As expected, B&W to slow its small reactor development program
Having failed to attract major financial partners to its mPower SMR program, B&W said it would take more of a go-slow approach on small nuclear power units
Having failed to attract major financial partners to its mPower small modular reactor (SMR) program, Babcock & Wilcox said April 14 that it would take more of a go-slow approach on small nuclear power units.
Also on April 14, B&W informed the U.S. Securities & Exchange Commission (SEC) that Babcock & Wilcox mPower President Christofer M. Mowry is no longer an employee. Mowry had been CEO of Generation mPower LLC and William A. Fox, III has been appointed as his successor in that position, B&W said.
Fox has been serving as a senior vice president and COO for the mPower subsidiary.
Mowry's B&W employment ended effective April 13. “Mr. Mowry's termination was without cause under his previously disclosed retention agreement,” B&W said in the single-page SEC filing.
“We thank Chris for taking mPower from a concept to a strong program and wish him well as he pursues other endeavors,” a B&W spokesperson said April 14 in response to a GenerationHub request for comment.
B&W had suggested earlier this year that it might shake up its SMR development program. B&W had told the financial community in February that it was having a difficult time attracting investors for its Generation mPower SMR venture with Bechtel.
During the company's quarterly earnings call on Feb. 27, B&W officials said the hunt for investors has been hurt by anemic growth in electricity demand, cheap domestic gas and the fact the nascent SMR market is now seen chiefly as an international one.
“Although there was some interest in potential minority ownership [in mPower], there was not an opportunity to close a transaction in the near term,” the B&W spokesperson said.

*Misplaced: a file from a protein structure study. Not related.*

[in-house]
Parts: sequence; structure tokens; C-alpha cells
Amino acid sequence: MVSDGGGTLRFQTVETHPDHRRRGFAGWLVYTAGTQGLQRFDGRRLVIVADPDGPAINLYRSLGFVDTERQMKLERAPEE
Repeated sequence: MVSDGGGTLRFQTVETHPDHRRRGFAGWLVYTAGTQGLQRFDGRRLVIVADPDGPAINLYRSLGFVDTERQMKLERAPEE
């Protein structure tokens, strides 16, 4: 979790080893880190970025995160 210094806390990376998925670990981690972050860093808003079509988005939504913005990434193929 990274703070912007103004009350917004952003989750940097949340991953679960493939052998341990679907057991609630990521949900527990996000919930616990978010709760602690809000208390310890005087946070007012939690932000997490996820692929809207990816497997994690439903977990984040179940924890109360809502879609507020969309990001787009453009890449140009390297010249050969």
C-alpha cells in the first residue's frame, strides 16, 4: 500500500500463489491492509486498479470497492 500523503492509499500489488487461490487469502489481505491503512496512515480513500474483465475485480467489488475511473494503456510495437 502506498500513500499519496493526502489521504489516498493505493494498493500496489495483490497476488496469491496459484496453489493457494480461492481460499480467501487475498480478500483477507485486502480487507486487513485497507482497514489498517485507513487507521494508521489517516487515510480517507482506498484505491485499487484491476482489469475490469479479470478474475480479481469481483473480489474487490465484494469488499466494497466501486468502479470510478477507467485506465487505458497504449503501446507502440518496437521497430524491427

Expect a revised timeline for small nuclear units at TVA
The venture has secured $150m of Department of Energy (DOE) cost-share funding to help develop the first 180-MW mPower SMRs at the Tennessee Valley Authority (TVA) Clinch River site in 2022. Now it is not entirely clear what impact the B&W news will have on the 2022 deployment date.
“We appreciate the support of our lead customer, TVA. We are working with TVA on the best plan for mPower deployment at the Clinch River Site under a revised timeline,” the B&W spokesperson said.
“TVA is currently working with B&W and the Department of Energy to determine the best path forward, but any potential timing delays can easily be accommodated within our future power supply plans,” a TVA spokesperson said early April 14.
“The project has a great deal of flexibility at this early stage and TVA is continuing its work on the characterization of the Clinch River Site so we will be ready to implement whatever decision is in the best interests of the people of the Tennessee Valley,” the TVA spokesperson said.
B&W said April 14 that it will restructure its mPower program to focus on technological development.
B&W continues to believe in the strength of the mPower technology, but without the ability to secure significant additional investors or customer engineering, procurement and construction (EPC) contracts to provide the financial support necessary to develop and deploy mPower reactors, the current development pace will be slowed.
B&W notified DOE on April 9 of its plans for reduced spending, indicating it would work with the DOE and other stakeholders during the next one to two months to confirm the best path forward to develop a mutually agreeable plan including program milestones for continuing the cost-shared industry partnership program. B&W expects to invest up to $15m annually, beginning the third quarter of 2014.
“The B&W mPower reactor can play a significant role in meeting our country's climate change goals, energy needs, and support U.S. job and manufacturing growth,” said B&W President and CEO of B&W James Ferland. “We look forward to working with our stakeholders and partners in the continued development of this important technology.”
“While we have made notable progress in developing a world-class technology, there is still significant work involved in bringing this climate-friendly technology to reality,” Ferland said. “The support provided by DOE, Congress, the Tennessee Valley Authority and our other partners has been critical and valuable. We look forward to working with our stakeholders to find the most efficient way to move this technology toward licensing and deployment in the mid-2020 timeframe.”